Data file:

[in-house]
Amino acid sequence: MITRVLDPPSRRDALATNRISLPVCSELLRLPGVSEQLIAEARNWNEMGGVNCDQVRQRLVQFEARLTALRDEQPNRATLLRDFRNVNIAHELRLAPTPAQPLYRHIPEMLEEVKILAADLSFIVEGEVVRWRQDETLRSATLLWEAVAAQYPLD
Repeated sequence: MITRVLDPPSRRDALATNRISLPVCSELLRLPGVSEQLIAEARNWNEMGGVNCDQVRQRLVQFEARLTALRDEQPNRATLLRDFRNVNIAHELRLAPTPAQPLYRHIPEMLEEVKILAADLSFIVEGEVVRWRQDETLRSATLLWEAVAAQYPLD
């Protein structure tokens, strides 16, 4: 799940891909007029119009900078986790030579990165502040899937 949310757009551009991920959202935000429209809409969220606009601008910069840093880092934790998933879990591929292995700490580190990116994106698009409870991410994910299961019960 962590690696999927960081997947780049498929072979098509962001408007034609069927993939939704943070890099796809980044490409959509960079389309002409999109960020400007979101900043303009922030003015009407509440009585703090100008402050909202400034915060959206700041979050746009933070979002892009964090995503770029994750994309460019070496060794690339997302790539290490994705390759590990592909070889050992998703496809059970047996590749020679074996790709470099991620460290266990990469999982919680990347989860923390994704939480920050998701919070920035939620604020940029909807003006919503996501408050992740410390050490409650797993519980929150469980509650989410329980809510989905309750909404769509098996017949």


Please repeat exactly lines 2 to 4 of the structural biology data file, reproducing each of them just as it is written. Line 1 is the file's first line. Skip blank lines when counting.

Amino acid sequence: MITRVLDPPSRRDALATNRISLPVCSELLRLPGVSEQLIAEARNWNEMGGVNCDQVRQRLVQFEARLTALRDEQPNRATLLRDFRNVNIAHELRLAPTPAQPLYRHIPEMLEEVKILAADLSFIVEGEVVRWRQDETLRSATLLWEAVAAQYPLD
Repeated sequence: MITRVLDPPSRRDALATNRISLPVCSELLRLPGVSEQLIAEARNWNEMGGVNCDQVRQRLVQFEARLTALRDEQPNRATLLRDFRNVNIAHELRLAPTPAQPLYRHIPEMLEEVKILAADLSFIVEGEVVRWRQDETLRSATLLWEAVAAQYPLD
């Protein structure tokens, strides 16, 4: 799940891909007029119009900078986790030579990165502040899937 949310757009551009991920959202935000429209809409969220606009601008910069840093880092934790998933879990591929292995700490580190990116994106698009409870991410994910299961019960 962590690696999927960081997947780049498929072979098509962001408007034609069927993939939704943070890099796809980044490409959509960079389309002409999109960020400007979101900043303009922030003015009407509440009585703090100008402050909202400034915060959206700041979050746009933070979002892009964090995503770029994750994309460019070496060794690339997302790539290490994705390759590990592909070889050992998703496809059970047996590749020679074996790709470099991620460290266990990469999982919680990347989860923390994704939480920050998701919070920035939620604020940029909807003006919503996501408050992740410390050490409650797993519980929150469980509650989410329980809510989905309750909404769509098996017949």